Growing garden-fresh veggies gets more popular every year. It allows us to experience truly vine-ripe tomatoes and other fruits harvested at the peak of perfection. Vegetables in the produce department are harvested before becoming fully ripe so that they can be shipped to a distribution center and then on to your grocery store.
Growing vegetables in containers makes small-scale gardening easy. It also allows us to take advantage of spots we might not otherwise use. For instance, we put pots on the HVAC pad which is in full sun on the side of the house.
Choices abound for the actual container. You may repurpose wooden boxes or bushel baskets. I tried “grow bags” and found they wear out after one season. Light-colored vessels are better because dark colors absorb heat which may damage the plant’s roots.
Speaking of roots, whatever vessel you use, make sure it has plenty of drainage holes. It is important that the container is large enough for the plant’s mature root system. For example, a tomato needs a five-gallon pot. Larger vessels hold more soil and thus retain moisture and nutrients longer. A good soil mix is one part compost to two parts potting mix. Learn from my mistake and never use soil from the garden. It will turn into a brick very quickly.
Container gardening does not work for large vegetable such as corn, okra, watermelons and pumpkins. As with flowers, group plants with the same light, water and fertility requirements together. For instance, tomatoes, peppers and eggplant are all heavy feeders. Bush and dwarf varieties are more readily available every year. These are perfect for use in containers.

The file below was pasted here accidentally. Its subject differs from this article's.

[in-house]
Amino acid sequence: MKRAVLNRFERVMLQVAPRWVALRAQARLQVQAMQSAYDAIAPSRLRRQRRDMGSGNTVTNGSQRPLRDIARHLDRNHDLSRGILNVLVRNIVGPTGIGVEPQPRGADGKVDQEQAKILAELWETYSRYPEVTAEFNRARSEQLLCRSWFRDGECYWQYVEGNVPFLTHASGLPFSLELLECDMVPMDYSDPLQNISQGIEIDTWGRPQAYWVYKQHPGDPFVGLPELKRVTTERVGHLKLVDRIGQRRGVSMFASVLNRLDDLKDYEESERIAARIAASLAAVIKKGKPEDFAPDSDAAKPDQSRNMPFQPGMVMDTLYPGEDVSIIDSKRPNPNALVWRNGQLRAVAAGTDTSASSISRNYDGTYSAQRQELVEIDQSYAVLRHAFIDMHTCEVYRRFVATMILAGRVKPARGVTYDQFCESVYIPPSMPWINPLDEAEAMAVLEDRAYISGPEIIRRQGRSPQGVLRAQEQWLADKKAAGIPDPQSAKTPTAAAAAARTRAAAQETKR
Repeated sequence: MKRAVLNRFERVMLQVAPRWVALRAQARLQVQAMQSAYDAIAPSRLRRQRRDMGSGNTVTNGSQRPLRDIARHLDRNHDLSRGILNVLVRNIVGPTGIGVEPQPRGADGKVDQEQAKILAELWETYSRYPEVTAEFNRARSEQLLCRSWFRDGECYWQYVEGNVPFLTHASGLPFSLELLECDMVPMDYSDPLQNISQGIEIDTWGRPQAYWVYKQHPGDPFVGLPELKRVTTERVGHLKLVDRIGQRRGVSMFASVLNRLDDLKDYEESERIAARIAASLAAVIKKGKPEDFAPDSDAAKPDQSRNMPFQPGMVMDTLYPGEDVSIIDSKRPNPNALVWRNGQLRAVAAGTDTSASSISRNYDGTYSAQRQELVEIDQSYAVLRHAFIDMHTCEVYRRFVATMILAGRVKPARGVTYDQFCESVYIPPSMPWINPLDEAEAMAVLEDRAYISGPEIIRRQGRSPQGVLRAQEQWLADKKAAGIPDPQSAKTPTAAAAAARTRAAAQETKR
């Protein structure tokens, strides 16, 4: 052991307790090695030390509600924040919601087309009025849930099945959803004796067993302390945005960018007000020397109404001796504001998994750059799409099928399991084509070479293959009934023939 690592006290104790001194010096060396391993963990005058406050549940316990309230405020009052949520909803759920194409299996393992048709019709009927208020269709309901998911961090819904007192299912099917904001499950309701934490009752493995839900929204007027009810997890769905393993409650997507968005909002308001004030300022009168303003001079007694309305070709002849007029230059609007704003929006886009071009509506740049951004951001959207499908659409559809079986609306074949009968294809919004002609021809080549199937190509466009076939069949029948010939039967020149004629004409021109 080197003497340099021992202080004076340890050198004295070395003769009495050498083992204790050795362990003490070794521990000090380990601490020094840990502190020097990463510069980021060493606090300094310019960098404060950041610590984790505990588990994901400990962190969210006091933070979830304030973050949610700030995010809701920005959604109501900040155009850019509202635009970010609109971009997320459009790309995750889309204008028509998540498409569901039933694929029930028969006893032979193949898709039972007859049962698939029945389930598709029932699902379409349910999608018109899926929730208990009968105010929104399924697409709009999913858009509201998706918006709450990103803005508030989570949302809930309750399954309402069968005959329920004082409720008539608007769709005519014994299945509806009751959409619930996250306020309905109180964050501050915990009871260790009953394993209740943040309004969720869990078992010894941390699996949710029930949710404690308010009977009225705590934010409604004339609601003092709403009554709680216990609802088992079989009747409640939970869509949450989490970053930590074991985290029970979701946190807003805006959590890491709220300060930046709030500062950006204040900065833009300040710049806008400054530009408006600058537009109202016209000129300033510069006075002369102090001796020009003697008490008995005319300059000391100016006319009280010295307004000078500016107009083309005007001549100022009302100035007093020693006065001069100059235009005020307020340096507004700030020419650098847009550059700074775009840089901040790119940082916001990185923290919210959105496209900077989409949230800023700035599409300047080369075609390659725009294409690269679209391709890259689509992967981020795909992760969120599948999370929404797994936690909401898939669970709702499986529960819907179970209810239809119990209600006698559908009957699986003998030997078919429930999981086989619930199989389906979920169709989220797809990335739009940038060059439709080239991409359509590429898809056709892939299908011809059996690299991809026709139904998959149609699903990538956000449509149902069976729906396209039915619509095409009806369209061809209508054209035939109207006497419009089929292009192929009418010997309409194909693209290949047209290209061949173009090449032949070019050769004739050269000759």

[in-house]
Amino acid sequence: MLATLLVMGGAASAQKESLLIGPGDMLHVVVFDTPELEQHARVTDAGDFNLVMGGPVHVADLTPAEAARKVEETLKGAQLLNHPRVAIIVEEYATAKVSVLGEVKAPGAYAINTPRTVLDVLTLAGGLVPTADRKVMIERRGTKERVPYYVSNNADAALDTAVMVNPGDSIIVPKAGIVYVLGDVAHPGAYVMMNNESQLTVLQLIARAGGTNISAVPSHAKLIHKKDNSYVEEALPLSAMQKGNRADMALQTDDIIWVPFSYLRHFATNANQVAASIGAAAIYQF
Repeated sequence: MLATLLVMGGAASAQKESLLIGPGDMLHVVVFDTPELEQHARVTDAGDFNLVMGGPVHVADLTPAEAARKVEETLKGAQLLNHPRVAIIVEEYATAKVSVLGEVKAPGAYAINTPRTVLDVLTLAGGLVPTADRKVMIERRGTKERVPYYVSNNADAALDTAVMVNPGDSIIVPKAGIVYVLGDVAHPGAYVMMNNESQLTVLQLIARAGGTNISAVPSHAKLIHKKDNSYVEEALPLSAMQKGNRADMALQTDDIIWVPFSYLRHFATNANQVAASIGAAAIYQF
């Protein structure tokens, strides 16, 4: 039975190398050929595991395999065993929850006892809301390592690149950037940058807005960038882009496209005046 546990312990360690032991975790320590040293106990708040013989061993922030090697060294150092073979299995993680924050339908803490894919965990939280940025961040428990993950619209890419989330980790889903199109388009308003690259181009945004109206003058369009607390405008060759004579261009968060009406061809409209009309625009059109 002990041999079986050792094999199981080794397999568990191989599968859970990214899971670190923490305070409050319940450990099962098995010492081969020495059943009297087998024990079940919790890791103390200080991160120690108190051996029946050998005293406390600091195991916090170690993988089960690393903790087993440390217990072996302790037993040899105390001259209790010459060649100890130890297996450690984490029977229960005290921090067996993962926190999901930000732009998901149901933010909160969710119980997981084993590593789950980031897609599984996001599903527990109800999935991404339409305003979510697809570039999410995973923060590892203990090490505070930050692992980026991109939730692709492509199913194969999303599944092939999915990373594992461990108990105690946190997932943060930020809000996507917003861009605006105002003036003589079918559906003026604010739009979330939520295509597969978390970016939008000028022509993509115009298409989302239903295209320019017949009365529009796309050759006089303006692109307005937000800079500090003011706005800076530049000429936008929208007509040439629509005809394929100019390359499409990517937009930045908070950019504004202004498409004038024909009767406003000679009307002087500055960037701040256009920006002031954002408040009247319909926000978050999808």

Now is a great time to plant seeds of cool-season vegetables like lettuce, radishes and peas. As the weather warms up, these will be finished before it is time to set out warm weather lovers. Though the cool-season crops are not heavy feeders, add a balanced slow-release fertilizer to the container’s soil before replanting. During the long hot summer, you will need to apply liquid fertilizer every week or two following directions on the product label.
Dwarf fruit trees are another idea for container gardening. Although one can start with a smaller pot, the mature tree will need a 10-to-15 gallon home. Half barrels are a good choice. As with other containers, make certain there are sufficient drainage holes before planting the tree. Use top-quality potting soil. From the time the tree blooms in spring until fall, feed it every two weeks with liquid seaweed.
Apples, pears, cherries, peaches and plums are all cold hardy here. With apples and pears you must choose a self-pollinating cultivar or purchase one with two or three cultivars grafted onto the dwarf rootstock.
Peaches flower early so may need some protection from frost at blossom time. Plums
are quite carefree in that they only need to have the fruit thinned. Maybe that fruit cocktail tree is just the thing for you this spring!
Ann Bartlett is a master gardener, and could probably make a fabulous fruit cocktail tree produce fabulous fruit cocktails. The Planet could not, in a past iteration, but as spring approaches and saps rise senses another coming on...